oh, the things you find on facebook

13 Qudrat 166 B.E. (Baha’i Calendar)
Drumbeat in my head:  Mike Doughty, “27 Jennifers”

Over twenty years ago, I had a relationship with a woman in my college dorm that lasted the better part of a year.  We stayed friends for a few years after we broke up, but we lost touch sometime around 1992.  Every now and then, I’ve thought of her and wondered what she was up to.

Last night I decided to search for her on Facebook.  I thought it would be a relatively easy search because she told me that her last name was actually quite rare in the U.S.  And indeed, when I entered her name on Facebook, only two matches came up.  The second listing didn’t look like her at all but the first one did. 

I couldn’t quite tell if it was her, though. She had her page set up so that I could only look at her profile if we were friends.  The one picture that was displayed looked a lot like her, but it wasn’t a close-up photo of her.  I looked at the picture closely.  The face looked similar, and she appeared to be tall like my friend,  but for the life of me couldn’t tell whether it was her or not.  So I decided to take a chance and request her as a friend.  I figured, if it was her, then I’d be able to reunite with a friend I hadn’t seen in a long time, and if it wasn’t her, well, it didn’t matter because this person wouldn’t know me anyway.

This morning I checked my email and got word that this woman had confirmed me as a friend on Facebook.  I was delighted.  I began to think of the emails we’d send back and forth after a seventeen-year hiatus.  I logged onto Facebook to check her profile.

Her “wall” was entirely in German. 

This didn’t make sense.  So I checked her pictures, of which there were no shortage.  It definitely was not her.  But not only did this woman have the same name as the friend I dated twenty years ago, she actually looked A LOT like her.  I could easily see them as sisters.  Then I checked the profile page.  This woman lives in Berlin and was born in 1990.  Which means she was born AFTER my friend and I dated each other. 

I don’t know why this young woman in Berlin accepted my friend invitation.  I only accept Facebook friend requests from people I know.  It just hadn’t occurred to me that this woman might accept my friend invitation even if she didn’t know me.  Maybe she liked my picture. Who knows?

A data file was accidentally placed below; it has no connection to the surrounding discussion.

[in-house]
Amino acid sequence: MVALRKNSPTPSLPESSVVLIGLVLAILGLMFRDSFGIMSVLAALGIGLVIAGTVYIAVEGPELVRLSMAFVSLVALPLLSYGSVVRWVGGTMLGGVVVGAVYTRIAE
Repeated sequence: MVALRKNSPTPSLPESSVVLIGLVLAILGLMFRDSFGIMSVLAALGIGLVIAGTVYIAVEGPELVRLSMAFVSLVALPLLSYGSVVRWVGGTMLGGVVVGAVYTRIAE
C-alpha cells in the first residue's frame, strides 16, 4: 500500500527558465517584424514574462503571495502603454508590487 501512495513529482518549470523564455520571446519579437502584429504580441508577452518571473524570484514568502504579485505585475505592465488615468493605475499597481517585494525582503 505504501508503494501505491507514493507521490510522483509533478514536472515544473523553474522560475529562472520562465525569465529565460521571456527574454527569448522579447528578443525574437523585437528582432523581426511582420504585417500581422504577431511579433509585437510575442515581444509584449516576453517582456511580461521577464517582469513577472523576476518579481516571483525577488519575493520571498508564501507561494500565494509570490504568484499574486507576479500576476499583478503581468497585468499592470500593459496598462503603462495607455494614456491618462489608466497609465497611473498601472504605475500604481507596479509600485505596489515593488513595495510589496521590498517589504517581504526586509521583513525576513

One thing I do know.  If I ever finally catch up with my old friend, I’ll have to tell her that she has a doppelganger in Berlin.

hello, i’m still here (or, the threads that connect us)

17 ‘Ilm 166 B.E. (Baha’i Calendar)
Soundtrack in my head:  Tigger Outlaw, “Songs for Aging Children”

The first of November always feels different than the 31st of October.  I walk outside and I feel the difference.  It’s actually warmer than yesterday, but the trees are more bare—a product of the ferocious winds that came through yesterday and the day before. 

I’ve been bad about blogging recently.   For the first two weeks it was due to writer’s block, but in the last week or so we’ve had a problem with our Internet connection at our house.  It was completely down for one week—a lot of it was due to an area-wide outage.  My Internet connection is still spotty—it only works on my laptop every other time and my desktop computer seems to have a problem that i can’t explain.

The outage really got me thinking about how dependent we are on things.  Not just the Internet.  The food we get is dependent on trucks making it to our city—even the CSA was subscribe to is two hours away.  When I lived in Hoffman Estates, IL,  I was fully dependent on my car working well enough to drive the five miles to the commuter rail station.  Our comfort right now in our co-op house is dependent on our basement furnace working. My ability to type this blog entry is dependent not only on the Internet, but on the electricity that feeds the battery of my laptop and lights up the room I’m in. 

I don’t think people realize the extent to which all of these things could potentially be interrupted.  A really bad winter storm could make the roads to our city unnavigable for days. A sudden dip in oil supplies could make food and supply deliveries extremely costly.  There are people who believe that the phenomenon of peak oil might make such things possible.  There have been widespread, extended blackouts in the past.  I don’t mean to be gloom and doom about these things, but it’s worth thinking about…